Decomposition Dynamics Under Climate Change Conditions In Boreal Peat, Rosa Del Giudice Aug 2016

Decomposition Dynamics Under Climate Change Conditions In Boreal Peat, Rosa Del Giudice

Electronic Thesis and Dissertation Repository

Boreal peatlands currently act as carbon sinks, but are projected to become carbon sources under climate change. Shifts in plant community composition alongside increased decomposition rates are potential mechanisms precipitating this change. My objective was to determine the decomposition potential of different peatland plant litters (Sphagnum magellanicum (peat moss), Carex magellanica (graminoid) and Chamaedaphne calyculata (woody shrub)) during short-term (48 hour) leaching and microbial decomposition (20 week) phases. The 48-hour leaching experiment measured mass loss and leachate chemistry of litters grown under ambient and elevated CO2, while the 20-week experiment measured heterotrophic respiration and mass loss of litters incubated ...


Methane Emissions From Global Rice Fields: Magnitude, Spatiotemporal Patterns, And Environmental Controls, Bowen Zhang, Hanqin Tian, Wei Ren, Bo Tao, Chaoqun (Crystal) Lu, Jia Yang, Kamaljit Banger, Shufen Pan Aug 2016

Methane Emissions From Global Rice Fields: Magnitude, Spatiotemporal Patterns, And Environmental Controls, Bowen Zhang, Hanqin Tian, Wei Ren, Bo Tao, Chaoqun (Crystal) Lu, Jia Yang, Kamaljit Banger, Shufen Pan

Ecology, Evolution and Organismal Biology Publications

Given the importance of the potential positive feedback between methane (CH4) emissions and climate change, it is critical to accurately estimate the magnitude and spatiotemporal patterns of CH4 emissions from global rice fields and better understand the underlying determinants governing the emissions. Here we used a coupled biogeochemical model in combination with satellite‐derived contemporary inundation area to quantify the magnitude and spatiotemporal variation of CH4 emissions from global rice fields and attribute the environmental controls of CH4 emissions during 1901–2010. Our study estimated that CH4 emissions from global rice fields varied from 18.3 ± 0.1 Tg CH4 ...


Evolutionary Potential Of A Dispersal-Restricted Species In Response To Climate Change, Lorena Torres Martinez Aug 2016

Evolutionary Potential Of A Dispersal-Restricted Species In Response To Climate Change, Lorena Torres Martinez

Open Access Dissertations

Habitat replacement and fragmentation associated with projected climate change pose a critical threat to global biodiversity. Edaphically limited plant species with restricted dispersal abilities will be especially handicapped to track their optimal climate spatially. Instead, the persistence of these species will depend on their capacity to adapt in situ to novel climate regimes. Here I evaluated the evolutionary potential of Lasthenia fremontii, an annual plant species restricted to ephemeral wetlands called vernal pools in California to adapt to the projected patterns of climate change. Across L. fremontii distribution there is a latitudinal gradient in precipitation which, combined with reduced gene ...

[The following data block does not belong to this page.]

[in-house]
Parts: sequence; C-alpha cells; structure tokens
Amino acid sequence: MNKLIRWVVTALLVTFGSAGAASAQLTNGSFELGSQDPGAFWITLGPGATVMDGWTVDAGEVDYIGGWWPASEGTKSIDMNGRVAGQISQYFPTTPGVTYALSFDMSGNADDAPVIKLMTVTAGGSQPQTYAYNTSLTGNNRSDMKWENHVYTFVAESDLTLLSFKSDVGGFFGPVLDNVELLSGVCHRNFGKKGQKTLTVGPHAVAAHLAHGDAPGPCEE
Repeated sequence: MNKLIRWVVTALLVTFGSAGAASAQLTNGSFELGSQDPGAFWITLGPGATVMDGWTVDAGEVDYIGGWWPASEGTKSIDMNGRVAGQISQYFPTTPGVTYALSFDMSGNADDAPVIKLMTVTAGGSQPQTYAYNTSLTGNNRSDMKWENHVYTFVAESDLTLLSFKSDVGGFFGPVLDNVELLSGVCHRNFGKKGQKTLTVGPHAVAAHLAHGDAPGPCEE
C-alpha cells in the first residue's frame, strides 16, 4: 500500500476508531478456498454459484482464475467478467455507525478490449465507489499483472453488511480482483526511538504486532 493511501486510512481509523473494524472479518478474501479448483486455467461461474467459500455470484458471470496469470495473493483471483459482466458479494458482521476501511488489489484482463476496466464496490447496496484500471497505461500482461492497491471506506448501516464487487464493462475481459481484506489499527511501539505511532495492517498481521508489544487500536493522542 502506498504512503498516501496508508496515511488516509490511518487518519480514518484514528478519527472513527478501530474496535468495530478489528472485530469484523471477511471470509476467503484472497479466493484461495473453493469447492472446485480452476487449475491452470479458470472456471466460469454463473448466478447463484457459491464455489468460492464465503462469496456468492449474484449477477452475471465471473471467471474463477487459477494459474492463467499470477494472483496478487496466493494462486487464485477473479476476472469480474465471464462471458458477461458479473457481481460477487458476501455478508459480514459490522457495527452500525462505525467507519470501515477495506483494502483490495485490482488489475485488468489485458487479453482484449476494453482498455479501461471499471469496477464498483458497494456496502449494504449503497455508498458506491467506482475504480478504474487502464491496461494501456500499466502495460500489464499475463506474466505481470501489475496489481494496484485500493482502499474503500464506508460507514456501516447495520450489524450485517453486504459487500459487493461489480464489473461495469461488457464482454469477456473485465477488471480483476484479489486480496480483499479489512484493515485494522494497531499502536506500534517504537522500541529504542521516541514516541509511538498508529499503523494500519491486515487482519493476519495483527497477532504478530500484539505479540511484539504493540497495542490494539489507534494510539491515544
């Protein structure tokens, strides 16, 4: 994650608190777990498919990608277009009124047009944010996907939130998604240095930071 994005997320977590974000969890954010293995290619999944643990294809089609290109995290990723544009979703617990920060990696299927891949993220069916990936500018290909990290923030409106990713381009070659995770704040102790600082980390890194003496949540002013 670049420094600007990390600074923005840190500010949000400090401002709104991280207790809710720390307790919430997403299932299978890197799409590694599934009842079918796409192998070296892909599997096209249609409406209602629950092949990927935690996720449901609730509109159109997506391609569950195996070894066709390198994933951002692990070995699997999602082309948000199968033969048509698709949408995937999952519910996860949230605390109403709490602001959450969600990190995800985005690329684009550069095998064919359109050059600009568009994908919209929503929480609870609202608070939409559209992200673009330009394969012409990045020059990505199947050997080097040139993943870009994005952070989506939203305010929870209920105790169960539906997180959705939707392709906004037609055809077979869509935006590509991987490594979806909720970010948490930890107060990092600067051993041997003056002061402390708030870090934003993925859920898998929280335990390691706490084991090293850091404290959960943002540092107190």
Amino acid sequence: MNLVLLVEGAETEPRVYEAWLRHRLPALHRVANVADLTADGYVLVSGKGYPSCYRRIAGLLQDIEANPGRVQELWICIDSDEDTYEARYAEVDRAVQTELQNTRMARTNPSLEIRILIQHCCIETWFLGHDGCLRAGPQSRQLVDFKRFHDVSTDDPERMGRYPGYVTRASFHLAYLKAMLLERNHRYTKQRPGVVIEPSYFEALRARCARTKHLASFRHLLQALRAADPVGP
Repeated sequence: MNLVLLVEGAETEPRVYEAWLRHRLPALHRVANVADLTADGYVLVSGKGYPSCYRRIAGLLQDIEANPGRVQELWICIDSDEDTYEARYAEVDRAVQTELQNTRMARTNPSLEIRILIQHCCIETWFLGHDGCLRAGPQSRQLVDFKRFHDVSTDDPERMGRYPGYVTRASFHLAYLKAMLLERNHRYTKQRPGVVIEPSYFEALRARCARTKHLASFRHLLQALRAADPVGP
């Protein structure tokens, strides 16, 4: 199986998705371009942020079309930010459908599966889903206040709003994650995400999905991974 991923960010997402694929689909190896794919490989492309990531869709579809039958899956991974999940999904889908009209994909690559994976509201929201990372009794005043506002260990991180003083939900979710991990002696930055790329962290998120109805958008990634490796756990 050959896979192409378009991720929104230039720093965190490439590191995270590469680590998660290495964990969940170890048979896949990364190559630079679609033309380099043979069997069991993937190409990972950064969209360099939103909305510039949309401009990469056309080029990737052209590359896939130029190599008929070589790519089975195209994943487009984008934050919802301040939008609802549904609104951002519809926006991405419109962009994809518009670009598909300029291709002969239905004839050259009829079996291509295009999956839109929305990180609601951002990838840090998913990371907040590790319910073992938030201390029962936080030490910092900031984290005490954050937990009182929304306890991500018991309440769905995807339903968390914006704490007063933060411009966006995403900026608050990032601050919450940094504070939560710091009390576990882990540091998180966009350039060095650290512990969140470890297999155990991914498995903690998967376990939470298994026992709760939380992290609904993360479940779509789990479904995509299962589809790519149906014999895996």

The Effect Of Climate Change On The Economics Of Conservation Tillage: A Study Based On Field Experiments In Indiana, Whitney Hodde Aug 2016

The Effect Of Climate Change On The Economics Of Conservation Tillage: A Study Based On Field Experiments In Indiana, Whitney Hodde

Open Access Theses

This study evaluates the economics of conservation tillage (chisel till and no till) and examines how climate change will likely affect it. We use data from long-term experimental plots in Indiana to estimate how corn and soybean yields respond to weather patterns under alternative tillage practices. Yield functions are coupled with random draws of weather variables to construct distributions describing the probability that conservation tillage will result in higher profits than more intensive tillage, under current and future climatic regimes. Results suggest that, in our study area, projected climate change will make conservation tillage more attractive.


Irrigation Adoption, Groundwater Demand And Policy In The U.S. Corn Belt, 2040-2070, Molly A. Van Dop Aug 2016

Irrigation Adoption, Groundwater Demand And Policy In The U.S. Corn Belt, 2040-2070, Molly A. Van Dop

Open Access Theses

Climate change across the U.S. Corn Belt will significantly increase precipitation variability and temperatures by midcentury. Corn and soybean producers will seek to find strategies that may help to mitigate the potentially negative effects on yield. The adoption of irrigation technology has increased over the last several decades to improve yields in areas with insufficient rainfall, and is currently being adopted by producers who are choosing to minimize risk due to weather variability. To see if this trend in irrigation adoption has the potential to expand in the wake of climate change, this study uses weather data from four ...